• Physicians have contracted the virus and therefore may represent a source of infection to patients and staff. When surgeons get infected, they will be removed from the hospital’s workforce, which could impact capabilities of helping other patients.
  • Blood donations nationwide have plummeted, thus potentially reducing our ability to transfuse either COVID-19 patients or other cardiothoracic surgery patients.

Of particular interest to cardiothoracic surgeons will be our role in the provision of ECMO in patients with severe respiratory failure. ECMO was used successfully to salvage such patients during the H1N1 viral pandemic in 2008 and has already been utilized in the treatment of COVID-19 patients. However, ECMO is a scarce resource and is not available in most US hospitals. Even in tertiary hospitals, ECMO equipment has a finite capacity. We also should be concerned about limits to the number of ECMO circuits and disposable supplies needed. 

Cardiothoracic surgeons are leaders and well prepared to be in charge during duress. It’s time to offer our leadership services to our hospitals and communities.

Dr. T. Sloane Guy

Furthermore, such patients will likely occupy ICU beds that are typically used by other patients, including cardiothoracic surgery patients. One of my concerns during this crisis is that we do not neglect other or equally needy patients such as those who have endocarditis, aortic dissection, heart failure, unstable angina, and other urgent conditions that can be even more deadly than COVID-19.

Members of The Society of Thoracic Surgeons and the Extracorporeal Life Support Organization (ELSO) are poised to assist in the effort to successfully manage the ECMO needs of COVID-19 patients.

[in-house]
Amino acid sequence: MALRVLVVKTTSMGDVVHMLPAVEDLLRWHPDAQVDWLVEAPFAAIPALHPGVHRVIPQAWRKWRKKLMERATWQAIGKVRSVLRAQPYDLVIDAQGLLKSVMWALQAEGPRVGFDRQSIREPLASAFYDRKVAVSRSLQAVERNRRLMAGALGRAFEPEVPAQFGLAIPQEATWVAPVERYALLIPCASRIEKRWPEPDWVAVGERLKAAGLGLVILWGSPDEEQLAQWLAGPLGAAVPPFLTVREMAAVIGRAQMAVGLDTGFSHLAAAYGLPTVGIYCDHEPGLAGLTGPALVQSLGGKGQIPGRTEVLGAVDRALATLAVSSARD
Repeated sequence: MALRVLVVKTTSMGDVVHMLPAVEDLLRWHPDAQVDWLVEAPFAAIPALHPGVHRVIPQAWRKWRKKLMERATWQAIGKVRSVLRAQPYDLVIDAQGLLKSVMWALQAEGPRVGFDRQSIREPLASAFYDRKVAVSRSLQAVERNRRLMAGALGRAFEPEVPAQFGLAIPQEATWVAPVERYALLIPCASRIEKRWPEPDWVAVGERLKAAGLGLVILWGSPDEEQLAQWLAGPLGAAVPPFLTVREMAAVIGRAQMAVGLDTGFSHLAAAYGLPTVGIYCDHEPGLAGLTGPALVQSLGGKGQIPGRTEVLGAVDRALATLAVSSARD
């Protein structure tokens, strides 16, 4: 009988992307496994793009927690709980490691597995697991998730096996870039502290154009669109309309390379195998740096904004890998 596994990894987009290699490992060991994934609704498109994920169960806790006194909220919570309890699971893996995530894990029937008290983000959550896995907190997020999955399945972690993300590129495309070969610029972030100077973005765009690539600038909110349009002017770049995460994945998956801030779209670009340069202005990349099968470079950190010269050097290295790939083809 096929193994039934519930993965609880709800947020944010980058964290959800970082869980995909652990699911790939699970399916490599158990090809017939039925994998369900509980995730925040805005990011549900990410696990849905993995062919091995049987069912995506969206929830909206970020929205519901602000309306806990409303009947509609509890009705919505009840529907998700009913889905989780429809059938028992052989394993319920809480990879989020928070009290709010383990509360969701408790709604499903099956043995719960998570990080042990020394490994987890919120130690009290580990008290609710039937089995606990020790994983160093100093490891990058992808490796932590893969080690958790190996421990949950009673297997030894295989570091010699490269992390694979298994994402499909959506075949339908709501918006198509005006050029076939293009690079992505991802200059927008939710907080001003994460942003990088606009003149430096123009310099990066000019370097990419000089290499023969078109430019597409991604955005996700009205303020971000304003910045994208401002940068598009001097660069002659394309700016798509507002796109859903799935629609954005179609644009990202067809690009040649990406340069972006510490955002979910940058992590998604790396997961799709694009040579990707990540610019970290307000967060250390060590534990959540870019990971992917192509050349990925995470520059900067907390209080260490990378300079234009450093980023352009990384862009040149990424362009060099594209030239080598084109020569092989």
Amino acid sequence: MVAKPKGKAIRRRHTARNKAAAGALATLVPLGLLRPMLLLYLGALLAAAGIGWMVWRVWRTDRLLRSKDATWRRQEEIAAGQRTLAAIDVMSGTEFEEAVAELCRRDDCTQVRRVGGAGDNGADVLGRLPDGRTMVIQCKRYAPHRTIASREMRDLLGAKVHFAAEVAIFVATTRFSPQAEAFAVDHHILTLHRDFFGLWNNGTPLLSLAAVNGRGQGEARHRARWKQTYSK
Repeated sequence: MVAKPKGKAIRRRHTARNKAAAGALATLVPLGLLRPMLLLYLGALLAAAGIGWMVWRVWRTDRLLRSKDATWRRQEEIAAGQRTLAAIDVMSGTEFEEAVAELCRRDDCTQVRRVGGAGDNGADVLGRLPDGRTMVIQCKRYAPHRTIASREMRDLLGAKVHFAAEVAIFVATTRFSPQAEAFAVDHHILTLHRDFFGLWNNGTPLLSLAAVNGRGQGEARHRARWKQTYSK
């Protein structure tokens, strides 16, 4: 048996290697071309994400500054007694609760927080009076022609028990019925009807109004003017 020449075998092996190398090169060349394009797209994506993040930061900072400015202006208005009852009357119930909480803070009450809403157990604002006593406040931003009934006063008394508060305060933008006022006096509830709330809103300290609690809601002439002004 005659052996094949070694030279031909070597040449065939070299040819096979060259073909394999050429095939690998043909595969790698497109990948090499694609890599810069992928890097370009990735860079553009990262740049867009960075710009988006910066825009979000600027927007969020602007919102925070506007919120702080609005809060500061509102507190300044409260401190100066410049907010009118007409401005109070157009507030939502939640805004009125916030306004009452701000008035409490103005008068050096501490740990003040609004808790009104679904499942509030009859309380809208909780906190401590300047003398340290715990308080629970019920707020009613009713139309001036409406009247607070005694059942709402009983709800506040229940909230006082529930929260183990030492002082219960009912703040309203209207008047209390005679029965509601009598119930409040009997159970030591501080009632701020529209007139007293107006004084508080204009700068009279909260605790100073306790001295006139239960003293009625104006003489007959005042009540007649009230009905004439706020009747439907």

Cardiothoracic surgeons may do the following to help:

  1. Enhance and possibly expand ECMO capability and expertise immediately in their facilities, following ELSO-based guidelines when patients are placed on ECMO.
  2. Carefully consider cancelling truly elective cardiothoracic surgery procedures when the risk of delay for 2-3 months is minimal (e.g., asymptomatic mitral regurgitation), but if possible, don’t delay surgery for patients who are at risk with such delays. 
  3. Follow general guidelines for minimizing their own chances of contracting the disease: handwashing, social distancing, avoiding gatherings of more than 10 people, limit exposure to high-risk or confirmed patients, do not come to work sick (something we have traditionally done), get tested when appropriate symptoms arise (fever, cough, shortness of breath, exposures).
  4. Be prepared to change course and make even more drastic changes to your practice, including providing general surgery or ICU services if you are qualified to do so—which many of us are.
  5. Cardiothoracic surgeons are leaders and well prepared to be in charge during duress. It’s time to offer our leadership services to our hospitals and communities.

 

Read the Hong Kong perspective from Dr. Alan D. L. Sihoe.


T. Sloane Guy, MD, MBA, is a Professor of Surgery at Sidney Kimmel Medical College at Thomas Jefferson University Hospital and Director of Minimally Invasive & Robotic Cardiac Surgery. He previously served as Director of Robotic Cardiac Surgery at Weill Cornell Medicine/New York-Presbyterian Hospital in New York. Dr. Guy has a broad range of surgical capabilities but is very experienced and nationally renowned as a leader in robotic mitral valve repair and other robotic cardiac surgical procedures. He also is chair of the STS Task Force on Robotic Surgery.